GSSMR Land Tenure and Role of Association

The whole GSSMR property is held under two State head leases; an ‘on-shore “Dry” perpetual State lease and a 40 year “Wet lease” covering the marina within Urangan Harbour. These two head leases are held in a shelf company (Agreedto Pty Ltd – the ‘head lessee’) managed and controlled by the Mantra Group based on the Gold Coast. All residential and accommodation units are bought and sold under a sub-lease over each unit (either a 75 year or 999 year lease – originally there were about 130 x 75 year sub-leases, but this has dwindled to about 45, and most across the dry lease are now 999 year leases).

The original 75 year State lease issued under the Harbours Act is dated 31 October 1991 (the commencement of a 10 year project development programme). In 1997-98, without reference to the approximate existing 130 holders of 75 year sub-leases and in contravention of the head lease, the head lease was transferred to the current perpetual lease under the Lands Act, dated 26 January 1998. Project development was ultimately completed with the opening of the Mantra Precinct about March 2003.

Each precinct is managed and funded independently of the others. Each sub-lessee within a precinct pays rent to cover the budgeted annual cost of maintaining their precinct. The GSSMR Tenant’s Association deals only with the interests of the Residential Precinct. All sub-lessees within the Residential Precinct become members of the Association upon purchase of their sub-lease as a condition of their lease.

The Association is incorporated and members elect a representative committee annually. The Association raises and administers its own funds for its own purposes (about $10,000 pa). This funding is separate from the precinct accounting (the annual rent – annual budget about $1.2m) which is controlled and administered by the Mantra Group, through the shelf company Agreedto Pty Ltd. The precinct accounts are kept by Archers Body Corporate under contract to the Mantra Group.

The Association is not like a Body Corporate as assumed by some from time to time, nor does the Association have the powers, duties and responsibilities that a Body Corporate has under the BCCM Act. For example:

  • All management decisions are at the direction and control of the Head Lessee, effectively the Mantra Group. There is no documented review or appeal mechanism of decisions of the Head Lessee or their manager.
  • The Head Lessee may appoint and make any contract arrangement they wish without reference to sub-lessees.
  • There is no legislation specifically covering the GSSMR leasehold structure. The only recourse of sub-lessees is litigation. Sub-lessees are defined as “tenants” in their sub-lease, but have no rights under the Residential Tenancies Act.

Sub-leases over residential and accommodation units in the past have typically sold at prices equivalent to freehold unit prices, including the land value. In fact, the Government development concept for GSSMR provided to extract the land value to fund various harbour works such as dredging the harbour, land reclamation, roadworks, boardwalks, the seawall forming the northern boundary of the harbour and Government administration buildings, all about equal to the original land value.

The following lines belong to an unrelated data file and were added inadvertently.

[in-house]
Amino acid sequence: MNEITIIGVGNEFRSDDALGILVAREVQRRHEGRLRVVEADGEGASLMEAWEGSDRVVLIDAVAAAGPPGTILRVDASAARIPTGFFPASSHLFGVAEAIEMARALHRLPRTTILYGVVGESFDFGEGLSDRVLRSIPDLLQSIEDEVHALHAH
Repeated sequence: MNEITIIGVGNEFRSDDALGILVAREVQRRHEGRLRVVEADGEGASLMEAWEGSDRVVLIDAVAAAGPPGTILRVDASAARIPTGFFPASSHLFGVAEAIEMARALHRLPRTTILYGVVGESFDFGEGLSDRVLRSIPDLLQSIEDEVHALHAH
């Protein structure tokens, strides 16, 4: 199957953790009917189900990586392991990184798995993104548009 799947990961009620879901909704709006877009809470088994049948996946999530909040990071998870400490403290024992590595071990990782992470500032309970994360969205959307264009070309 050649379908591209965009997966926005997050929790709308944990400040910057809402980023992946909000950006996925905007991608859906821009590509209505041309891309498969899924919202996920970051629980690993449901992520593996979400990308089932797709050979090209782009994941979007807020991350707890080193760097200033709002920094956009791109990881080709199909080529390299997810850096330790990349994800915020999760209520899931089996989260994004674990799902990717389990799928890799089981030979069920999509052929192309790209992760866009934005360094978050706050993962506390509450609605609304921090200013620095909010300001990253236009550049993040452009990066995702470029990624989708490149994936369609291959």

The introduction of the 999 year sub-lease in 1997 ensured for many potential buyers units sales at equivalent to freehold values. However, by 2003-04 it became apparent to the Tenant’s association that the formulas for payment of State land rent would gradually force sub-lessees to sell-out and eventually all would abandon their sub-leases, probably within 30 to 50 years.

All stakeholders came to accept that the only achievable solution to the GSSMR land tenure (dry lease) problem is to convert the occupied lands to freehold.

With the transfer of the leases to control under the Land Act in 1998, sub-lessees have, after a long administrative and legal undertaking, found under a recent decision (28 March 2013) of the Land Appeal Court they are bound to pay the freehold land value (again) to secure their property interest.

It is notable, that the Government structure for bringing the land into use effectively caused the sub-lessees to pay for the land in their sub-lease purchase, then pay land rent to lease the same land, rent which has been escalating well above inflation rates, and now pay the freehold value of the land again to convert to freehold.

At June 2013 freeholding work is in hand and was expected to take between 1 and 2 years to complete. The freeholding process has been long and drawn out. At December 2017 the Government offer to freehold expired, mainly because the sub-lessees, as well as paying for the freehold land are faced with an offer that requires they take over substantial liabilities attached to the head lease that are not the responsibility of the sub-lessees.

These liabilities largely involve public infrastructure being the seawall forming the north boundary of the harbour and boardwalks within the harbour. Both these structures include substantial design and construction deficiencies. In the case of the boardwalks they have been condemned after just roughly 15 years use.

The prospect of freehold is now in abeyance. Media reports (February 2018) indicated the Mantra Group and the relevant Department (DNRM&E) are seeking a “cost effective equitable solution”.